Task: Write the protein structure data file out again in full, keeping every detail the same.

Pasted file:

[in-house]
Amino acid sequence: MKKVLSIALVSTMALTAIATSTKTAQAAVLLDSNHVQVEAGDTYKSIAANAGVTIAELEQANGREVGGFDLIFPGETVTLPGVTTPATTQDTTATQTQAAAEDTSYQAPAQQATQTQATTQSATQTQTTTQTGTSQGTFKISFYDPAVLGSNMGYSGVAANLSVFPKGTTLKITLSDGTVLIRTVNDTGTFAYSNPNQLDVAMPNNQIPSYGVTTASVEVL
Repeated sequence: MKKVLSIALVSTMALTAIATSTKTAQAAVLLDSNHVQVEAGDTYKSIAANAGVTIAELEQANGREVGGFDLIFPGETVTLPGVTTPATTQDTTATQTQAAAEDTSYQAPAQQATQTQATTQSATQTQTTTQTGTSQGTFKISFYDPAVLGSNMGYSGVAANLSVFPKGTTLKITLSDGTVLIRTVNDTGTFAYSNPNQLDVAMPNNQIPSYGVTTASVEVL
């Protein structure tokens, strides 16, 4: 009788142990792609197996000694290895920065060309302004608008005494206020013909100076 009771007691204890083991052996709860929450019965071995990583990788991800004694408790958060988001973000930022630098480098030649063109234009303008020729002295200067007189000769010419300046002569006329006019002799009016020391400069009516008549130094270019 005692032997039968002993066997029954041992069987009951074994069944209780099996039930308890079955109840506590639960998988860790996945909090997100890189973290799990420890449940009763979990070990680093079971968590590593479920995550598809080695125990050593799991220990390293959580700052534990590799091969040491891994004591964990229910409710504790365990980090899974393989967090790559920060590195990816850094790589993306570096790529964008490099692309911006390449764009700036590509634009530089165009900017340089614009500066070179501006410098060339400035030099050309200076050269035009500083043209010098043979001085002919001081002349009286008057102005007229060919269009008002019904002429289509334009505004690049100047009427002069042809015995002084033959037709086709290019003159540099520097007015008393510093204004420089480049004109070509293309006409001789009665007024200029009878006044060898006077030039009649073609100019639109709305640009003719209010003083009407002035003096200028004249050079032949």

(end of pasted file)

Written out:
[in-house]
Amino acid sequence: MKKVLSIALVSTMALTAIATSTKTAQAAVLLDSNHVQVEAGDTYKSIAANAGVTIAELEQANGREVGGFDLIFPGETVTLPGVTTPATTQDTTATQTQAAAEDTSYQAPAQQATQTQATTQSATQTQTTTQTGTSQGTFKISFYDPAVLGSNMGYSGVAANLSVFPKGTTLKITLSDGTVLIRTVNDTGTFAYSNPNQLDVAMPNNQIPSYGVTTASVEVL
Repeated sequence: MKKVLSIALVSTMALTAIATSTKTAQAAVLLDSNHVQVEAGDTYKSIAANAGVTIAELEQANGREVGGFDLIFPGETVTLPGVTTPATTQDTTATQTQAAAEDTSYQAPAQQATQTQATTQSATQTQTTTQTGTSQGTFKISFYDPAVLGSNMGYSGVAANLSVFPKGTTLKITLSDGTVLIRTVNDTGTFAYSNPNQLDVAMPNNQIPSYGVTTASVEVL
């Protein structure tokens, strides 16, 4: 009788142990792609197996000694290895920065060309302004608008005494206020013909100076 009771007691204890083991052996709860929450019965071995990583990788991800004694408790958060988001973000930022630098480098030649063109234009303008020729002295200067007189000769010419300046002569006329006019002799009016020391400069009516008549130094270019 005692032997039968002993066997029954041992069987009951074994069944209780099996039930308890079955109840506590639960998988860790996945909090997100890189973290799990420890449940009763979990070990680093079971968590590593479920995550598809080695125990050593799991220990390293959580700052534990590799091969040491891994004591964990229910409710504790365990980090899974393989967090790559920060590195990816850094790589993306570096790529964008490099692309911006390449764009700036590509634009530089165009900017340089614009500066070179501006410098060339400035030099050309200076050269035009500083043209010098043979001085002919001081002349009286008057102005007229060919269009008002019904002429289509334009505004690049100047009427002069042809015995002084033959037709086709290019003159540099520097007015008393510093204004420089480049004109070509293309006409001789009665007024200029009878006044060898006077030039009649073609100019639109709305640009003719209010003083009407002035003096200028004249050079032949």